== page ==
If you are eligible and want to withdraw money from your super for a first home deposit, here's what you need to do.

  1. Start making voluntary contributions (or salary sacrifice contributions) to your super account.
  2. Use your myGov account to apply to the Australian Taxation Office (ATO) for a FHSS determination to get certainty on the amount of funds you will be eligible to withdraw for your first home deposit.
  3. When you receive your determination, apply to the ATO to release these funds from your super
  4. The ATO will tell your super fund to release your super contributions.
  5. Your super fund will send the ATO your money.
  6. The ATO will withdraw tax, then pay you the remaining amount.
  7. You get a home loan and buy (or build your first home) within 12 months from the date you made your FHSS release request.
  8. You notify the ATO within 28 days of entering into the purchase (or build) contract.

The ATO says it can take as many as 15-25 days to receive your money from them, so it's important you are not in a hurry to put down the deposit.

What happens if you don't use these funds?

If you still haven’t purchased a home (or signed a construction contract) within that timeframe, you’ll need to either:

  • re-contribute the funds back into your to super, as a non-concessional contribution for which you can’t claim a tax deduction and notify the ATO, or
  • pay FHSS tax of 20% on the assessable amount that was released to you, which is in addition to any tax payable on the withdrawal.

What next?

To find out more about the FHSS and to understand the different ways you can use your super fund to save your first home deposit, and the benefits it may provide to you, you always seek financial advice first and visit

Remember: As a First Home Owner to be, you may also be eligible for other state-based stamp duty concessions or any first home buyer grants, and you should seek further information from the State Revenue office in your state or territory.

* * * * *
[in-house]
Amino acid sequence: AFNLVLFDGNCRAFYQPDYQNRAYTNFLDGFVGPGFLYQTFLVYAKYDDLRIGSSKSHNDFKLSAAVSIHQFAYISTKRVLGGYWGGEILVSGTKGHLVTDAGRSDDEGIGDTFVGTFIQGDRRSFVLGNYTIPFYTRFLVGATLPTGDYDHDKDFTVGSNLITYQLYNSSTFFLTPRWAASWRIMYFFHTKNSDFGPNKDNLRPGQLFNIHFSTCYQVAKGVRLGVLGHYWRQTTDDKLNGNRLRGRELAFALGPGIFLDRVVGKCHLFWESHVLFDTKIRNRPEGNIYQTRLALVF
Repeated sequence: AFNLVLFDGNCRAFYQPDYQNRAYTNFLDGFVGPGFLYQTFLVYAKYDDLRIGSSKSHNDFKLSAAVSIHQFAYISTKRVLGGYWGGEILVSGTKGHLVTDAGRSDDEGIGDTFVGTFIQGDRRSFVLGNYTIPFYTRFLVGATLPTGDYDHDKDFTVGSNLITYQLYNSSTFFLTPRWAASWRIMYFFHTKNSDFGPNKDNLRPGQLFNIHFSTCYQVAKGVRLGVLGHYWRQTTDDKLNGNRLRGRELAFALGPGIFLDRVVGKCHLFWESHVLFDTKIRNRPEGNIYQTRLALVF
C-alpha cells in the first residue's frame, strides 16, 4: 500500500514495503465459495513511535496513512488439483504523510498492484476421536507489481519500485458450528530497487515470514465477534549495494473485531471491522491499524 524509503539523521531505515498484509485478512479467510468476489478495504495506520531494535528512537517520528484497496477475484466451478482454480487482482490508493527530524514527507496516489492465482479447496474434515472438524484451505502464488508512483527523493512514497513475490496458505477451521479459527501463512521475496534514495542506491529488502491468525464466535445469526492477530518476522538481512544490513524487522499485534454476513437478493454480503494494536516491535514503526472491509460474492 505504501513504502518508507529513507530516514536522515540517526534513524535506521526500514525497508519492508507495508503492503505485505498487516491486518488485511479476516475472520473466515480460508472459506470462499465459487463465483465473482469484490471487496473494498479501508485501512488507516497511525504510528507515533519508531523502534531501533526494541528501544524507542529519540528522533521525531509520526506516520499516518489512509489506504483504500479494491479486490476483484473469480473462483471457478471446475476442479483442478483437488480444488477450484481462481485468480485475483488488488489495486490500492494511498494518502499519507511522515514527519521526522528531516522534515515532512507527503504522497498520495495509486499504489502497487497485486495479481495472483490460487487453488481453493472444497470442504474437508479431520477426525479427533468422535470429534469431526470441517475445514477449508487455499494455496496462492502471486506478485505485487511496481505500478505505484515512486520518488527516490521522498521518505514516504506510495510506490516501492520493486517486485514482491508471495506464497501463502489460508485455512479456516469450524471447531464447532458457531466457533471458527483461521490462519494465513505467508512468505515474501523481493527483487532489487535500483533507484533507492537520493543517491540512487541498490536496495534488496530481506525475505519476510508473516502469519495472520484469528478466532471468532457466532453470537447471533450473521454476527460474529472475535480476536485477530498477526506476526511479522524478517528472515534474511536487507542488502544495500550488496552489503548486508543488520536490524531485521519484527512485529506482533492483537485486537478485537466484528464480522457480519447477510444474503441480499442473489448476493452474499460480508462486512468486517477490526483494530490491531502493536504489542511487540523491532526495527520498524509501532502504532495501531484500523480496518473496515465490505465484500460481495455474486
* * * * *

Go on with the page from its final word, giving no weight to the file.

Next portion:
How we can help

Helping people find a strategy that works well for their strengths is an important part of supporting them to learn new larger money skills, so they can get their foot on the first rung of the residential property ladder. We can help you better understand your options and when you're ready to withdraw your saved deposit we can help you navigate the ATO withdrawal application process.

Contact us for a confidential chat about your needs.

Technical stuff (and why you need financial advice)

  • Estimated tax rate: If the ATO can’t estimate your income for the year and therefore your MTR, they will withhold tax on the assessable amount at 17% and any adjustment will occur when you submit your tax return for the year.
  • Associated Earnings: Investment earnings are deemed to accrue at a set rate known as the shortfall interest charge (SIC) which is 6.46% pa for April- June 2023. This rate fluctuates over time.
  • No previous property ownership: The ATO may allow exceptions under financial hardship provisions, including where you’ve previously lost a property due to divorce, loss of employment or a natural disaster.
  • Age requirements for entry into the scheme:  When an amount is released under the FHSS scheme, you must be aged 18 or over. There is no restriction to making voluntary contributions to superannuation under 18 which may be accessed under the scheme after reaching age 18. 
  • Maximum release amount: The FHSS maximum release amount takes into account the $15,000 limit from any one year and the $50,000 total limit to the total contributions across all years, before adding the associated earnings (ATO).